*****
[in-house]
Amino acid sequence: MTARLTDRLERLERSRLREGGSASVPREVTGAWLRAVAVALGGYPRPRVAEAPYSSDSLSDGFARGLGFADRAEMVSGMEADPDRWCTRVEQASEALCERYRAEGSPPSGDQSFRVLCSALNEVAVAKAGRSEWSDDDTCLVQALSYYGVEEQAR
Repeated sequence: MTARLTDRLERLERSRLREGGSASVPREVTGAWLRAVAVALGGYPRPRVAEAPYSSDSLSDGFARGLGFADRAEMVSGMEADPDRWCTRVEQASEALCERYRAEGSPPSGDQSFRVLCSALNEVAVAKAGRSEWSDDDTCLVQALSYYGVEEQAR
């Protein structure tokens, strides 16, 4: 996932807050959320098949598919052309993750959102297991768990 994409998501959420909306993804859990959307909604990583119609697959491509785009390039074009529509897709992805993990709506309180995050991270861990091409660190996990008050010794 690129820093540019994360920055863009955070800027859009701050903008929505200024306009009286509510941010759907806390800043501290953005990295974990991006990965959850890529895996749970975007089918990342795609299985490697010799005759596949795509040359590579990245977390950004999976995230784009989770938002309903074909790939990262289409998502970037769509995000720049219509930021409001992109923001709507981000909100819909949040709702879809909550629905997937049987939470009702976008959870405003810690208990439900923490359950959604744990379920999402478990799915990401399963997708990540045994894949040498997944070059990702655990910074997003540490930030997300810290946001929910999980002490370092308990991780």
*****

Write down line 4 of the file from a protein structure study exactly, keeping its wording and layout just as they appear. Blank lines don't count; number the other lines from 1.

């Protein structure tokens, strides 16, 4: 996932807050959320098949598919052309993750959102297991768990 994409998501959420909306993804859990959307909604990583119609697959491509785009390039074009529509897709992805993990709506309180995050991270861990091409660190996990008050010794 690129820093540019994360920055863009955070800027859009701050903008929505200024306009009286509510941010759907806390800043501290953005990295974990991006990965959850890529895996749970975007089918990342795609299985490697010799005759596949795509040359590579990245977390950004999976995230784009989770938002309903074909790939990262289409998502970037769509995000720049219509930021409001992109923001709507981000909100819909949040709702879809909550629905997937049987939470009702976008959870405003810690208990439900923490359950959604744990379920999402478990799915990401399963997708990540045994894949040498997944070059990702655990910074997003540490930030997300810290946001929910999980002490370092308990991780």